Visual artist Koen Broucke dialogues with musicians
Exhibition and an unusual music festival blur the boundaries between art and music
Imagine all the artists
In the meantime, a psychiatrist is gaining insights into the workings of the mind of his newest artist patients. With the help of these self-invented characters, Broucke says that he is able to see the world through the eyes of others in everything he creates.
But next to this imagined entourage, Broucke himself dares to be a dozen different people all boiled into one. The 48-year-old writes books, performs and creates drawings, paintings, videos and installations. He studied history but would have liked to become a musician.
Tomorrow, Broucke’s new show Dark, Emotional and Energetic, Portraits of Musicians and Performance Drawings opens at Antwerp’s Museumstraat 25. On 5 April, he stages a small festival around the corner at Bernaerts event space in which his art will be in dialogue with music played by some of Flanders’ most renowned musicians.
“I had to make the difficult choice between art academy and conservatory when I was young,” explains Brouke. “But I was much better at drawing. To be a really good concert pianist, you have to practise long and hard. It never ends. I have to admit, my choice did have something to do with laziness.”
Broucke’s exhibition, which is on until 10 April, includes early as well as recent works, always depicting musicians playing. “The oldest ones are from the 1990s,” he says. “I made them as part of a series that I then called ‘humanetics’, some sort of insane effort to paint all possible different kinds of people. I painted faces of both famous and average people, stripped of everything that had to do with fashion. I removed their clothes and their hair; the only thing that remained was the physiognomy. Bob Dylan was the subject of one of the paintings. He was one of the first musicians I ever drew.”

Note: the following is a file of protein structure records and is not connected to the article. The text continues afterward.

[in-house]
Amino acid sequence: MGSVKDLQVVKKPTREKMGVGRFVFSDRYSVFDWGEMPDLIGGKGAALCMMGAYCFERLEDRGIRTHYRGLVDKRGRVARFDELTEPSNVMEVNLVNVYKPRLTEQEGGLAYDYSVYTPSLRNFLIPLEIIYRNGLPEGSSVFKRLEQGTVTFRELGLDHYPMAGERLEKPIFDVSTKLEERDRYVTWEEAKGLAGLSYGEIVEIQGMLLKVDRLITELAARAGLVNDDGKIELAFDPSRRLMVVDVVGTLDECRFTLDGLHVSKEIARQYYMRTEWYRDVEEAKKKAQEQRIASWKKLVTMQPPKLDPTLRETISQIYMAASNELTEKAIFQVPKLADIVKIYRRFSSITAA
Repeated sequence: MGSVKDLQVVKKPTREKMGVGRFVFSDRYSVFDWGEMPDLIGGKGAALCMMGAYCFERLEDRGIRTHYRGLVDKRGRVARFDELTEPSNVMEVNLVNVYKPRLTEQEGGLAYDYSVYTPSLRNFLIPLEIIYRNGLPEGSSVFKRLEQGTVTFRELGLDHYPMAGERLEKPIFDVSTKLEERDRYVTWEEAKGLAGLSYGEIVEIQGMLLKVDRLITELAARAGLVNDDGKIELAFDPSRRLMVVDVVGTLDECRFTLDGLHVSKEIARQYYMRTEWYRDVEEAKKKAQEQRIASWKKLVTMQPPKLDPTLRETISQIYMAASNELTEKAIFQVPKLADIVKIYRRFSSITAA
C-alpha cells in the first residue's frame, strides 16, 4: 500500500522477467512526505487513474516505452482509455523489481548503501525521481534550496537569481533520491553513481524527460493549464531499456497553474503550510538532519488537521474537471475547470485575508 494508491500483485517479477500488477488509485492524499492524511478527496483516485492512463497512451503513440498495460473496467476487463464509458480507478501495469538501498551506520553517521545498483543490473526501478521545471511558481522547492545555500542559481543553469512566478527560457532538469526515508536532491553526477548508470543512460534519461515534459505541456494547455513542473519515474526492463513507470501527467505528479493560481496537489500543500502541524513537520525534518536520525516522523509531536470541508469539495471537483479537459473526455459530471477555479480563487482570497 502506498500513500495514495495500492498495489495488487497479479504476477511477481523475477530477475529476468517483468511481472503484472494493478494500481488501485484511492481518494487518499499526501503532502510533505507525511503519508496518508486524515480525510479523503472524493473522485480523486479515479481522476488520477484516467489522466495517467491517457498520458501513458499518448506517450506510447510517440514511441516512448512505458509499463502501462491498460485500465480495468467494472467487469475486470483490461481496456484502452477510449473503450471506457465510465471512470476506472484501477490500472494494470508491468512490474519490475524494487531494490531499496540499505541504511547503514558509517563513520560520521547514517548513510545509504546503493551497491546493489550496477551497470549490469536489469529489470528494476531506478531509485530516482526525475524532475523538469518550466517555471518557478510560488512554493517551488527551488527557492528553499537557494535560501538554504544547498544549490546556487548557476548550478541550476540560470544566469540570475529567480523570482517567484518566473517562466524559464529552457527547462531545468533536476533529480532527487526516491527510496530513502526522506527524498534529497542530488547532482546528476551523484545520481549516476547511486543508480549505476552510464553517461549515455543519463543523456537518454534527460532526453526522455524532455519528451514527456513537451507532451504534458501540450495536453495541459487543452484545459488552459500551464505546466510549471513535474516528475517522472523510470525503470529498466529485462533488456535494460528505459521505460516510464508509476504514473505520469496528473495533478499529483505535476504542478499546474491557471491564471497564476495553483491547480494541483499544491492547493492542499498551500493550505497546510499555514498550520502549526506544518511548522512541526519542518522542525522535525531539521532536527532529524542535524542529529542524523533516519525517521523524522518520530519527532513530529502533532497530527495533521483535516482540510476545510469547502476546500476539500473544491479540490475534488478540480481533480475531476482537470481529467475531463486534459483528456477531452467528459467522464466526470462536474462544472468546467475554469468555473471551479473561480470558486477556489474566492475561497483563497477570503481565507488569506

Reconstructing the past
In 2005, he began to paint himself in performance. He was inspired, he says, by 19th-century Hungarian piano virtuoso Franz Liszt. “It is long forgotten that Liszt was an innovator in visual elements of concerts,” says Broucke. Liszt was known for adding facial expressions and sweeping movements that matched the emotions fo the music. “He had his own kind of act back then, much in the same way the Rolling Stones or Lady Gaga have today.”
Within that darkness, there are small glimpses of light
But there is no visual evidence of Liszt personal style of performance. “I have started reconstructing these concerts based on old drawings and caricatures,” says Broucke. “I made them into performances and then turned them into drawings. But to really get to know the body language of pianists, I needed to study it. That’s when I started drawing pianists while they are playing.”
Broucke’s first drawing and paintings started as very dark depictions of the world of music. But his paintings gradually evolved from grisailles – in monochrome, exclusively using shades of grey – into paintings that allow some brightness and colour, but merely in patches in the background of the work. “Besides,” the artist says, “I usually portray musicians on the stage of a music hall where it’s mostly dark. But within that darkness, there are small glimpses of light.”
That’s something that has always appealed to him, he says: “applying sparks of light in the darkness. Just like the American impressionist James Abbott Whistler. His paintings of fireworks or night views of the city of Venice have always inspired me.”
By drawing and painting musicians, Broucke also manages to get closer to the life and career he decided against as a younger man. “That is indeed the beauty of it,” he admits. “Thanks to the portraits and performances, I have started working with musicians on a regular basis. I am on stage with them, part of them.”